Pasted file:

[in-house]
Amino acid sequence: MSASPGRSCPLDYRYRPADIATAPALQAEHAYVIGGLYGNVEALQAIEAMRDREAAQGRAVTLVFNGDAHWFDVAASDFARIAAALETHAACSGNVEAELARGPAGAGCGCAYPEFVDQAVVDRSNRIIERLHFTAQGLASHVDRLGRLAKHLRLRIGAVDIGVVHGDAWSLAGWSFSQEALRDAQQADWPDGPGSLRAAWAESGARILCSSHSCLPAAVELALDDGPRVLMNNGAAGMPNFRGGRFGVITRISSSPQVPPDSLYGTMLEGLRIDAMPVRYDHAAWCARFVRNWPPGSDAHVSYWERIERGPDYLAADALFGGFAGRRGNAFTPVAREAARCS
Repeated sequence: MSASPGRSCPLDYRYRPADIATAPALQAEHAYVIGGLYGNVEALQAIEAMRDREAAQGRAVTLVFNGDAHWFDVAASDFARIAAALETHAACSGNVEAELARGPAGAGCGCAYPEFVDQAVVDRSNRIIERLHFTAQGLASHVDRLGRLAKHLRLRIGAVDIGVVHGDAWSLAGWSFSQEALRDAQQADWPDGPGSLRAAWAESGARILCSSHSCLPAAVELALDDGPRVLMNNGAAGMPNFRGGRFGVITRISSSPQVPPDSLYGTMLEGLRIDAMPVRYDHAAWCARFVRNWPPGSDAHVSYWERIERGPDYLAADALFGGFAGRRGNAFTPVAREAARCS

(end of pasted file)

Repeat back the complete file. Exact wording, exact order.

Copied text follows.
[in-house]
Amino acid sequence: MSASPGRSCPLDYRYRPADIATAPALQAEHAYVIGGLYGNVEALQAIEAMRDREAAQGRAVTLVFNGDAHWFDVAASDFARIAAALETHAACSGNVEAELARGPAGAGCGCAYPEFVDQAVVDRSNRIIERLHFTAQGLASHVDRLGRLAKHLRLRIGAVDIGVVHGDAWSLAGWSFSQEALRDAQQADWPDGPGSLRAAWAESGARILCSSHSCLPAAVELALDDGPRVLMNNGAAGMPNFRGGRFGVITRISSSPQVPPDSLYGTMLEGLRIDAMPVRYDHAAWCARFVRNWPPGSDAHVSYWERIERGPDYLAADALFGGFAGRRGNAFTPVAREAARCS
Repeated sequence: MSASPGRSCPLDYRYRPADIATAPALQAEHAYVIGGLYGNVEALQAIEAMRDREAAQGRAVTLVFNGDAHWFDVAASDFARIAAALETHAACSGNVEAELARGPAGAGCGCAYPEFVDQAVVDRSNRIIERLHFTAQGLASHVDRLGRLAKHLRLRIGAVDIGVVHGDAWSLAGWSFSQEALRDAQQADWPDGPGSLRAAWAESGARILCSSHSCLPAAVELALDDGPRVLMNNGAAGMPNFRGGRFGVITRISSSPQVPPDSLYGTMLEGLRIDAMPVRYDHAAWCARFVRNWPPGSDAHVSYWERIERGPDYLAADALFGGFAGRRGNAFTPVAREAARCS